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Sir F. Sincerely, then,-you do like the piece?
Sneer. Wonderfully!

Sir F. But come now, there must be something that you think might be mended, hey?-Mr. Dangle, has nothing struck you? Dan. Why, faith, it is but an ungracious thing, for the most part, to

Sir F. With most authors it is just so indeed; they are in general strangely tenacious! But, for my part, I am never so well pleased as when a judicious critic points out any defect in me; for what is the purpose of showing a work to a friend, if you don't mean to profit by his opinion?

Sneer. Věry true. Why, then, though I seriously admire the piece upon the whole, yet there is one small objection; which, if you'll give me leave, I'll mention.

Sir F. Sir, you can't oblige me more.

Sneer. I think it wants incident.

Sir F. You surprise me!—wants incident?

Sneer. Yes; I own, I think the incidents are too few.

Sir F. Believe me, Mr. Sneer, there is no person for whose judgment I have a more implicit deference. But I protest to you, Mr. Sneer, I am only apprehensive that the incidents are too crowded. My dear Dangle, how does it strike you?

Dan. Really, I can't agree with my friend Sneer. I think the plot quite sufficient; and the first four acts by many degrees the best I ever read or saw in my life. If I might venture to suggest anything, it is that the in'terèst rather falls off in the fifth. Sir F. Rises, I believe, you mean, sir

Dan. No; I don't, upon my word.

Sir F. Yes, yes, you do, upon my word,-it certainly don't fall off, I assure you. No, no, it don't fall off.

Dan. Well, Sir Fretful, I wish you may be able to get rid as easily of the newspaper criticisms as you do of ours.

Sir F. The newspapers!-Sir, they are the most villainouslicentious-abominable-infernal-Not that I ever read them! No! I make it a rule never to look into a newspaper.

Dan. You are quite right,-for it certainly must hurt an author of delicate feelings to see the liberties they take.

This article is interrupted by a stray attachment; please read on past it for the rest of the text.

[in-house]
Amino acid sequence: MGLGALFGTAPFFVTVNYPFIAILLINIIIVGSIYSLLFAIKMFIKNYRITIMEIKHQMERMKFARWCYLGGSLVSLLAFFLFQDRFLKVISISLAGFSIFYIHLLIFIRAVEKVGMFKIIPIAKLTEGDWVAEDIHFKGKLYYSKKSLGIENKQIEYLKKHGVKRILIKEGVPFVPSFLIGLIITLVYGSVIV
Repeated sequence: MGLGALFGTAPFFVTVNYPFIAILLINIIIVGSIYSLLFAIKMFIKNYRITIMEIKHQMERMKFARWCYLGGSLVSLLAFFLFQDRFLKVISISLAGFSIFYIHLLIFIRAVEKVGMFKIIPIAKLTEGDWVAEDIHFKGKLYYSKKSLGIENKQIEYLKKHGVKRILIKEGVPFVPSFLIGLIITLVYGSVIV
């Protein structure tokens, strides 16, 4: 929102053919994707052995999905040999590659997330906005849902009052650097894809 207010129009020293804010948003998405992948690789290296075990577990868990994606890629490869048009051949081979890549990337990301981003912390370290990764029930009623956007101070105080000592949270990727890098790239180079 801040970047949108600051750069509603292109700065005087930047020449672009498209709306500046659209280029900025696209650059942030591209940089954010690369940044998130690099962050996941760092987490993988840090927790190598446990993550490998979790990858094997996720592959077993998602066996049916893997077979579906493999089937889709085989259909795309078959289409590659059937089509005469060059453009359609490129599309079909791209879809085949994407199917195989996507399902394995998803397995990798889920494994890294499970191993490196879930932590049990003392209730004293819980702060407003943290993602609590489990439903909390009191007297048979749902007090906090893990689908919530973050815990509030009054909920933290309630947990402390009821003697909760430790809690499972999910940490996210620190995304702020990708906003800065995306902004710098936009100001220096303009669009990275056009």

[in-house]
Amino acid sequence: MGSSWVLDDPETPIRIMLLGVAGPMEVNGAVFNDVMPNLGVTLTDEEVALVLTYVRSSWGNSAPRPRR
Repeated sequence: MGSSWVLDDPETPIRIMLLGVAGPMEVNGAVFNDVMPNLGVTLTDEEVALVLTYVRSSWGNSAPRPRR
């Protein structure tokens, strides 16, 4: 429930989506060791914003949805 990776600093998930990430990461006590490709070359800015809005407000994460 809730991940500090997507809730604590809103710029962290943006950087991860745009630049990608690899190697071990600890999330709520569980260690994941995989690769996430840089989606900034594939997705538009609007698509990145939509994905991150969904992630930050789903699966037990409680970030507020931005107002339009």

Sir F. No!-quite the contrary; their abuse is, in fact, the best panegyric--I like it of all things. An author's reputation is only in danger from their support.

Sneer. Why, that's true,-and that attack now on you the other day

Sir F. What? where?

Dan. Ay, you mean in a paper of Thursday; it was completely ill-natured, to be sure.

Sir F. O, so much the better-Ha! ha! ha!-I wouldn't have it otherwise.

Dan. Certainly, it's only to be laughed at; for

Sir F. You don't happen to recollect what the fellow said, do you?

Sneer. Pray, Dangle-Sir Fretful seems a little anxiousSir F. O no!-anxious,-not I,-not the least. I But one may as well hear, you know.

Dan. Sneer, do you recollect?-[Aside to SNEER.] Make out something.

Sneer. [Aside to DANGLE.] I will. [Aloud.] Yes, yes, I rcmember perfectly.

Sir F. Well, and pray now-not that it signifies-what might the gentleman say?

Sheer. Why, he roundly asserts that you have not the slightest invention or original genius whatever; though you are the greatest traducer of all other authors living.

Sir F. Ha! ha! ha! Very good!

Sneer. That, as to comedy, you have not one idea of your own, he believes, even in your commonplace-book, where stray jokes and pilfered witticisms are kept with as much method as the ledger of the Lost and Stolen Office.

Sir F. Ha! ha! ha! Very pleasant!

Sneer. Nay, that you are so unlucky as not to have the skill even to steal with taste: but that you glean from the ref'use of obscure volumes, where more judicious plaģiärists have been before you; so that the body of your work is a composition of dregs and sediments,-like a bad tavern's worst wine.

Sir F. Ha! ha!

Sneer. In your more serious efforts, he says, your bombast (bum'bast) would be less intolerable, if the thoughts were ever suited to the expression; but the homeliness of the sentiment stares through the fantastic encumbrance of its fine language, like a clown in one of the new uniforms!

Sir F. Ha! ha!

Sneer. That your occasional tropes and flowers suit the general coarseness of your style, as tambour sprigs would a ground of linsey-wolsey; while your imitations of Shakspeare resemble the mimicry of Falstaff's Page, and are about as near the standard of the original.

Sir F. Ha!

Sneer. In short, that even the finest passages you steal are of no service to you; for the poverty of your own language prcvents their assimilating; so that they lie on the surface like lumps of marl on a barren moor, encumbering what it is not in their power to fertilize!

Sir F. [After great agitation.] Now, another person would be vexed at this.

Sneer. Oh! but I wouldn't have told you, only to divert' you. Sir F. I know it-I am diverted-Ha! ha! ha!-not the least invention!-Ha! ha! ha! very good! very good!

Sneer. Yes-no genius! Ha! ha! ha!

Dan. A severe rogue! ha! ha! But you are quite right, Sir Fretful, never to read such nonsense. You are quite right.